The health of our heart is multifaceted, and so if we want to give a helping hand to this crucial organ we need something that’s going to work in multiple ways. Luckily, there is a mountain of scientific research detailing the many mechanisms in which omega 3 can impact the health of our heart and overall cardiovascular system.
Reduce blood triglyceride levels – Omega 3 supplementation reduces blood triglyceride levels, usually in the range of 15 – 30% according to most studies. Triglycerides are not inherently bad – they are a fat that your body will use for energy. A high level of triglycerides in the blood however increases the risk of heart disease, a major cause of death worldwide (1).
Reduce high blood pressure – omega 3 can reduce blood pressure in people with high blood pressure (so it won’t reduce it if you’ve already got a healthy blood pressure level) (2).
Raise HDL cholesterol levels – i.e. the ‘good’ cholesterol levels. There are two types of cholesterol, LDL (Low Density Lipoproteins) and HDL (High Density Lipoproteins). Excess LDL cholesterol in your blood can lead to the build up of plaque on your artery walls – restricting blood flow and increasing the chance of blood clots that go on to cause heart attacks and strokes. The HDL cholesterol removes this “bad” LDL cholesterol from the blood and deposits it in the liver where it can be expelled from the body (3).
Plaque – by keeping arteries smooth and free from damage, omega 3 helps prevent the build up of plaque that can restrict and harden arteries (4).
People who eat fatty fish tend to have more grey matter in the brain (that’s the part of the brain that processes information, memories and emotions) (5). For those studying the benefits of Omega 3, this should come as no surprise - Omega 3 accounts for 40% of our brains polyunsaturated fatty acids. Since we have to get omega 3 from our diet, research has found that how much omega 3 rich food we eat can have huge implications not only on the physical composition of our brain, but also on our mental wellbeing.
Age-related mental decline – Higher omega 3 intake has been linked to decreased age-related mental decline. As we get older, our body gets a little rusty, and it’s the same with our brain. In fact, studies suggest that we reach the peak of our cognitive ability somewhere in our 20s or 30s, after which begins the long downhill descent of our brains processing power (6, 7).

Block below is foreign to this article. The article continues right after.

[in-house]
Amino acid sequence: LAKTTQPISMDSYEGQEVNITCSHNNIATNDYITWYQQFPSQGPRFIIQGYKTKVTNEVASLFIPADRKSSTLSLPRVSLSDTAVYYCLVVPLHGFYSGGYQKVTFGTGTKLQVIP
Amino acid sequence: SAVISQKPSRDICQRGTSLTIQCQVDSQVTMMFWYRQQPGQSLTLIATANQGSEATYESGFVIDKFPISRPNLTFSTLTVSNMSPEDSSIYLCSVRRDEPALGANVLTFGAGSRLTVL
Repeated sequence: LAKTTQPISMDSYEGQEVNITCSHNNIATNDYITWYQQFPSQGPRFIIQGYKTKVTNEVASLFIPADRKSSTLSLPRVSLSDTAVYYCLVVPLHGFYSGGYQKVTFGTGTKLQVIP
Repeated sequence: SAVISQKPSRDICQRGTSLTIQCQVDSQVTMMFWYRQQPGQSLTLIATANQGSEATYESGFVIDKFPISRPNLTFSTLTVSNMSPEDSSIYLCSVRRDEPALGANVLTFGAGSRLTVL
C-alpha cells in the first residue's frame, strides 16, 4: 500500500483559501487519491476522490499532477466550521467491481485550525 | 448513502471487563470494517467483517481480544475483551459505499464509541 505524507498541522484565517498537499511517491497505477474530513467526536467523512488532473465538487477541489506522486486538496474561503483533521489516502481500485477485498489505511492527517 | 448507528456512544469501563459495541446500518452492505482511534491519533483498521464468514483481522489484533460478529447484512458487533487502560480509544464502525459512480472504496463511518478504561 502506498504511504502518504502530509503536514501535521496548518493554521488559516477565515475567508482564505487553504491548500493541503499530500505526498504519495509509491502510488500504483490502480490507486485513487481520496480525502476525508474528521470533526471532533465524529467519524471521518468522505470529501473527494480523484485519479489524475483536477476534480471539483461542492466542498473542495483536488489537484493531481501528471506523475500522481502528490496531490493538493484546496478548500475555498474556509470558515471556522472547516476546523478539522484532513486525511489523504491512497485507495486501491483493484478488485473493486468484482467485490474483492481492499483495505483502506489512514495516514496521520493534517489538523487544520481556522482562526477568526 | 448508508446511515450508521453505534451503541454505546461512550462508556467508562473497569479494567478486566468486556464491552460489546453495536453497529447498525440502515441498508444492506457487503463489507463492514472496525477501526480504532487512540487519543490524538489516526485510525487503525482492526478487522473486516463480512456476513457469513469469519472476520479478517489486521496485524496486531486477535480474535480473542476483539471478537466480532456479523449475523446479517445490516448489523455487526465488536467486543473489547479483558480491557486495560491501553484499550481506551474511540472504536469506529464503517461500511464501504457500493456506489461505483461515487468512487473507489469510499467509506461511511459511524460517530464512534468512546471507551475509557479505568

Reduced risk of Alzheimer’s disease – Higher omega 3 intake has been linked to a reduced risk of Alzheimer’s disease (NOT its treatment) (8, 9).
Omega 3 DHA is heavily concentrated in the retina of our eyes, and is thought to be used to help regenerate the outer section of the eye used to process light, as well as help protect pigment cells from damage.
Macular degeneration – Getting enough omega 3 has been linked to a reduced risk of macular degeneration, one of the world’s leading causes of permanent eye damage and blindness (10).
Protective role – Omega 3 may play a protective role against a host of diseases affecting the health of the retina, including ischemia, chronic light exposure, oxidative stress, inflammation, cellular signalling mechanisms, and ageing (11).
Dry eye syndrome – Omega 3 supplementation has been shown to greatly reduce the symptoms of ‘dry eye’ syndrome (12).
Joint pain – Omega 3 may help with arthritis: patients taking omega 3 supplements have reported reduced joint pain and increased grip strength. The two most common types of arthritis, osteoarthritis and rheumatoid arthritis, both cause inflammation and pain in the joints. Rather than targeting the route causes of the arthritis, Omega 3 helps by targeting the inflammatory side effect of arthritis, helping to reduce pain and swelling (13).